4. Upgrade equipment

Manufacturing technology is moving fast. With automation and the Internet of Things, it can seem like you have barely switched on the equipment before it becomes obsolete. If your equipment is likely to become outdated rapidly, leasing may be a wise move. Rather than being lumbered with equipment that’s obsolete, you can update your equipment and enjoy all the benefits it brings: greater efficiency, increased productivity, less risk, better ease of use, and more. Speak to your equipment provider for details – your contract may specify upgrades, or you can wait until the end of the lease term.

Disadvantages of leasing equipment

1. Overall costs may be higher

Leasing can sometimes end up more expensive than buying equipment outright, depending on the lease’s term. It’s also worth considering that you won’t build up any equity in the equipment, which means you cannot use it as collateral for a business loan.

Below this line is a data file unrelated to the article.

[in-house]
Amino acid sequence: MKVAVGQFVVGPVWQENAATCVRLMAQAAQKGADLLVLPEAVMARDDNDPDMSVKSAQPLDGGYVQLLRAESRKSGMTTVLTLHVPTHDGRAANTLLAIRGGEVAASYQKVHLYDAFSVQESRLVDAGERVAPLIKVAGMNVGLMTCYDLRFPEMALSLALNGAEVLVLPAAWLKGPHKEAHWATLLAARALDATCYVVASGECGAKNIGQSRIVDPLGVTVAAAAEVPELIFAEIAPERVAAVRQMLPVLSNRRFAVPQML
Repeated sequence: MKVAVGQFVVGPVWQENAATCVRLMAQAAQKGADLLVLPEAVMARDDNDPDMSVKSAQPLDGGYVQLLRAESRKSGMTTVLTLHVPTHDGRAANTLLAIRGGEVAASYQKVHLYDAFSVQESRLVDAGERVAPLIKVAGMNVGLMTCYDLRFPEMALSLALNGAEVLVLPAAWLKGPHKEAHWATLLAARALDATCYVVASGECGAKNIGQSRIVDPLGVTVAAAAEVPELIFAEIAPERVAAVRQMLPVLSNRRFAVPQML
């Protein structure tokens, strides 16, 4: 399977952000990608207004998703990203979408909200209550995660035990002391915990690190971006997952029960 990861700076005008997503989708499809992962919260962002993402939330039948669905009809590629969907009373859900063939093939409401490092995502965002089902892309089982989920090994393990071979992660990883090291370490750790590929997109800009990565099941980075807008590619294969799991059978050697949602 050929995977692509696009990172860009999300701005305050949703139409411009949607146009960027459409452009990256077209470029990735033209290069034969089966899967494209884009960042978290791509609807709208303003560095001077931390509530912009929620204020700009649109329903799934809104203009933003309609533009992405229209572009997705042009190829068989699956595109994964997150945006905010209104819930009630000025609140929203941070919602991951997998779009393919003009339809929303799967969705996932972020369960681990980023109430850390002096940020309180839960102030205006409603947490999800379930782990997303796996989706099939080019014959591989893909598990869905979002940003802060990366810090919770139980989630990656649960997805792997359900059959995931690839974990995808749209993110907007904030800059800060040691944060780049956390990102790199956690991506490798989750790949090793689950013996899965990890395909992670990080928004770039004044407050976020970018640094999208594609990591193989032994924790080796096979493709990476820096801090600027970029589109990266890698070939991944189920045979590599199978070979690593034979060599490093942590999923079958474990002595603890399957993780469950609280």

2. No depreciation deduction

You might be able to claim leasing as a business expense, but you cannot claim a depreciation deduction on your tax return. When it comes to tax, you win some, you lose some.

3. Paying for obsolete equipment

Another potential downside to leasing is that you need to make continued payments for the lease term even if you stop using the equipment (and if your lease doesn’t include upgrades). Some equipment providers give you the option to cancel the lease if your business changes direction and the equipment is no longer required, but you need to factor in the early termination fees.

 

BUYING

Ownership and tax benefits make buying equipment an attractive option, but the high initial investment and risk of obsolete technology is a barrier for some.

Advantages of buying equipment

1. It belongs to you

The most obvious advantage of buying equipment is that you gain ownership of it. This is a bigger benefit when the equipment has a long, useful life and is not likely to become technologically outdated soon.

2. Tax benefits

The Australian Tax Office provide another good reason to consider purchasing equipment outright: you may be able to receive tax savings through depreciation deductions. It’s worth bearing in mind that not all equipment purchases are eligible. Again, speak to your tax accountant for advice.

Disadvantages of buying equipment

1. Initial cash outlay